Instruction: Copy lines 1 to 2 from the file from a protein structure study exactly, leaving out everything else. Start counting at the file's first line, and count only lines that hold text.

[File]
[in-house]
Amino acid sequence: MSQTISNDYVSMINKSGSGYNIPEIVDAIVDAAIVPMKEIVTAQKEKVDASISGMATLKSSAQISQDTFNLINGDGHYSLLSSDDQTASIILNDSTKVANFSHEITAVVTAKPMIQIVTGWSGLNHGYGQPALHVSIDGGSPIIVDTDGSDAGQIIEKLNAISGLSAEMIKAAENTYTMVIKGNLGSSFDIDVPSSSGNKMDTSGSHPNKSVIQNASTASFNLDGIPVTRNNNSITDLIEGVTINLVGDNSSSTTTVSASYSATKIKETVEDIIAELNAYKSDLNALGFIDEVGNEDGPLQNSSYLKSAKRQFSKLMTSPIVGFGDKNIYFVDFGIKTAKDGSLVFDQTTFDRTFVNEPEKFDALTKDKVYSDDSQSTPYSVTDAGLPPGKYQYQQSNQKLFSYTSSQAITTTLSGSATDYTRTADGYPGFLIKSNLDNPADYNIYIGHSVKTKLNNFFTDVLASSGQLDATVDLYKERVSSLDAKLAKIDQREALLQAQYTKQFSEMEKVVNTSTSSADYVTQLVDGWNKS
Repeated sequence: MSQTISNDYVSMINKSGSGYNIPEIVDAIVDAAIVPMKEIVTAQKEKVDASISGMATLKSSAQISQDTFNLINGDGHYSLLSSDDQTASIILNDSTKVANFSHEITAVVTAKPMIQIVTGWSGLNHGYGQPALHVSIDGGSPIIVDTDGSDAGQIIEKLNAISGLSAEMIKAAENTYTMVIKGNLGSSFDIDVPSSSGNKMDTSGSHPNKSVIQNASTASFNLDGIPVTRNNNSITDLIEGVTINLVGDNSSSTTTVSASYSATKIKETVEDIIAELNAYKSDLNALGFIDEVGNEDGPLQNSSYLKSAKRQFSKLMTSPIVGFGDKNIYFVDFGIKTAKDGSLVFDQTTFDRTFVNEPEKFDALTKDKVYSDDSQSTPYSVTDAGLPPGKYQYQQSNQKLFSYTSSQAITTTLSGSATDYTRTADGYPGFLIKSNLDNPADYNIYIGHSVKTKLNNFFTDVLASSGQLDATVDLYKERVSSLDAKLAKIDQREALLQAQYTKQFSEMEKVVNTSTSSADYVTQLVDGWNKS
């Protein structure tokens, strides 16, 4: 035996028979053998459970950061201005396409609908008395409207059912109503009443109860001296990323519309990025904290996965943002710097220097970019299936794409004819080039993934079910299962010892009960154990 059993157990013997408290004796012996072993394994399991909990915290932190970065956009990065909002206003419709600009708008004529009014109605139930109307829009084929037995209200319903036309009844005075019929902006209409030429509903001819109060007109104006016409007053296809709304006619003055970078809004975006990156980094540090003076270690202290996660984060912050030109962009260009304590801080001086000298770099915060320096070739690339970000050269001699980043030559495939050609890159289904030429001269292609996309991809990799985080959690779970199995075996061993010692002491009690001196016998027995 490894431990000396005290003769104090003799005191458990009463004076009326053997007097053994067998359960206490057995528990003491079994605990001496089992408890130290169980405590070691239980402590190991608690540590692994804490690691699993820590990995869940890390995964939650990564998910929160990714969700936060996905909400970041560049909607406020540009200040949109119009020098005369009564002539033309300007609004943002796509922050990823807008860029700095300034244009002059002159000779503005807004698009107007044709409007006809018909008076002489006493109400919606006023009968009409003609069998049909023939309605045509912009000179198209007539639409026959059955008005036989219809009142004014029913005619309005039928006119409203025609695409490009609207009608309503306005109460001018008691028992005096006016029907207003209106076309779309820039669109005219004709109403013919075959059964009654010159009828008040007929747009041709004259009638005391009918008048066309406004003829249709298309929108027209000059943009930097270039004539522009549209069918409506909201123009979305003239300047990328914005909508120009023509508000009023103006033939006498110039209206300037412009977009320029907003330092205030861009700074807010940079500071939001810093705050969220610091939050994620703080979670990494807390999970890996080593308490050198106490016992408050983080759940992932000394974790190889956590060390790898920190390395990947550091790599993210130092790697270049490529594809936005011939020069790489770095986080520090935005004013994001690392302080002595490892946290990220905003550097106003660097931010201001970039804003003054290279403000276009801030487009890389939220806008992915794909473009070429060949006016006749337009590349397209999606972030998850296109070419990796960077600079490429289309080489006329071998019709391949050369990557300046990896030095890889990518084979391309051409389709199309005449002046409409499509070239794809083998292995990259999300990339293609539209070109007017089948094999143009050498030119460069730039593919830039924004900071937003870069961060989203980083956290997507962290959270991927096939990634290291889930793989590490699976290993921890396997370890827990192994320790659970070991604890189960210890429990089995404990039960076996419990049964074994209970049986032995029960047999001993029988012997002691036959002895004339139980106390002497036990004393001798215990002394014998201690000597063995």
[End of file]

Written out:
[in-house]
Amino acid sequence: MSQTISNDYVSMINKSGSGYNIPEIVDAIVDAAIVPMKEIVTAQKEKVDASISGMATLKSSAQISQDTFNLINGDGHYSLLSSDDQTASIILNDSTKVANFSHEITAVVTAKPMIQIVTGWSGLNHGYGQPALHVSIDGGSPIIVDTDGSDAGQIIEKLNAISGLSAEMIKAAENTYTMVIKGNLGSSFDIDVPSSSGNKMDTSGSHPNKSVIQNASTASFNLDGIPVTRNNNSITDLIEGVTINLVGDNSSSTTTVSASYSATKIKETVEDIIAELNAYKSDLNALGFIDEVGNEDGPLQNSSYLKSAKRQFSKLMTSPIVGFGDKNIYFVDFGIKTAKDGSLVFDQTTFDRTFVNEPEKFDALTKDKVYSDDSQSTPYSVTDAGLPPGKYQYQQSNQKLFSYTSSQAITTTLSGSATDYTRTADGYPGFLIKSNLDNPADYNIYIGHSVKTKLNNFFTDVLASSGQLDATVDLYKERVSSLDAKLAKIDQREALLQAQYTKQFSEMEKVVNTSTSSADYVTQLVDGWNKS